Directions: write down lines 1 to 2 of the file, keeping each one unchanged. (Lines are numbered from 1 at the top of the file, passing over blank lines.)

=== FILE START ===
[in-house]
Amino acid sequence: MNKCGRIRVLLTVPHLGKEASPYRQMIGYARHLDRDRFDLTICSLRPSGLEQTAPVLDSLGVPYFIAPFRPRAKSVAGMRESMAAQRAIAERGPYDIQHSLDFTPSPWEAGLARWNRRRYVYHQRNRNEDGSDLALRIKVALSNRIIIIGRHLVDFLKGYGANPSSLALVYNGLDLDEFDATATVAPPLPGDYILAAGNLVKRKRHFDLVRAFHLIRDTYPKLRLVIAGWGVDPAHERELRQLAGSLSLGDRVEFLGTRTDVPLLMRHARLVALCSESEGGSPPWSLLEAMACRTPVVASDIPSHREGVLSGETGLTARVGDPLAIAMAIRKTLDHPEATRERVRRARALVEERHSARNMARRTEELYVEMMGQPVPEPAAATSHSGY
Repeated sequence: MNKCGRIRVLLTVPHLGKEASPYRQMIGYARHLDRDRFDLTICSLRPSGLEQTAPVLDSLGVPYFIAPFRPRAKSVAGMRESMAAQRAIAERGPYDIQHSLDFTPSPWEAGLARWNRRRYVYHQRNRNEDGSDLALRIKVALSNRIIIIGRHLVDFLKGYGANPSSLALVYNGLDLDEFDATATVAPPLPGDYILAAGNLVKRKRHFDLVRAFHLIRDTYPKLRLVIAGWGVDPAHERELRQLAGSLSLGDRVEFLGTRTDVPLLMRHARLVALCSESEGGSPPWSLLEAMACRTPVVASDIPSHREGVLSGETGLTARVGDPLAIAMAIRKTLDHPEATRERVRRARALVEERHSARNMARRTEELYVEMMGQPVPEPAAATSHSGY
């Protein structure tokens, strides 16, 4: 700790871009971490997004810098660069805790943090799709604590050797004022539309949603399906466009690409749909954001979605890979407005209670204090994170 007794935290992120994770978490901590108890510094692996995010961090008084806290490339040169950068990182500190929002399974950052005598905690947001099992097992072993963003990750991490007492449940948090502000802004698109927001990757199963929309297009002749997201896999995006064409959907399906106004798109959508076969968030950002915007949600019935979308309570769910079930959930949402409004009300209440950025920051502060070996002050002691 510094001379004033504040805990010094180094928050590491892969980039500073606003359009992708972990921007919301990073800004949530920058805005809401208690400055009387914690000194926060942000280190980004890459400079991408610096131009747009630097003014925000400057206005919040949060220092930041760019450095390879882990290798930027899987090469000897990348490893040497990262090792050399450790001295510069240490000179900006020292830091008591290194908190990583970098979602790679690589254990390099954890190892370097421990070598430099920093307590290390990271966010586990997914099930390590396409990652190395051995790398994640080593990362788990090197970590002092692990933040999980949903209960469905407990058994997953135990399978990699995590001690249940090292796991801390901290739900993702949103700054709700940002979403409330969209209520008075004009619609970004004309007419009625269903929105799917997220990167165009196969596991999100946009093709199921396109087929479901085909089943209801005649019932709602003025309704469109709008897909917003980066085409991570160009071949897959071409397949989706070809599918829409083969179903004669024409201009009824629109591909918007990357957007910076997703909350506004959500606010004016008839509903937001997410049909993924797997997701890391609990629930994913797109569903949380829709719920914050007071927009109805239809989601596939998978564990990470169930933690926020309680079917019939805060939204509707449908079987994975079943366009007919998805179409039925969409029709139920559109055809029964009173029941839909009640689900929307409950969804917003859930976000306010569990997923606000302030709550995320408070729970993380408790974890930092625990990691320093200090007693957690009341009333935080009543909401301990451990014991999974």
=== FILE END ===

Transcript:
[in-house]
Amino acid sequence: MNKCGRIRVLLTVPHLGKEASPYRQMIGYARHLDRDRFDLTICSLRPSGLEQTAPVLDSLGVPYFIAPFRPRAKSVAGMRESMAAQRAIAERGPYDIQHSLDFTPSPWEAGLARWNRRRYVYHQRNRNEDGSDLALRIKVALSNRIIIIGRHLVDFLKGYGANPSSLALVYNGLDLDEFDATATVAPPLPGDYILAAGNLVKRKRHFDLVRAFHLIRDTYPKLRLVIAGWGVDPAHERELRQLAGSLSLGDRVEFLGTRTDVPLLMRHARLVALCSESEGGSPPWSLLEAMACRTPVVASDIPSHREGVLSGETGLTARVGDPLAIAMAIRKTLDHPEATRERVRRARALVEERHSARNMARRTEELYVEMMGQPVPEPAAATSHSGY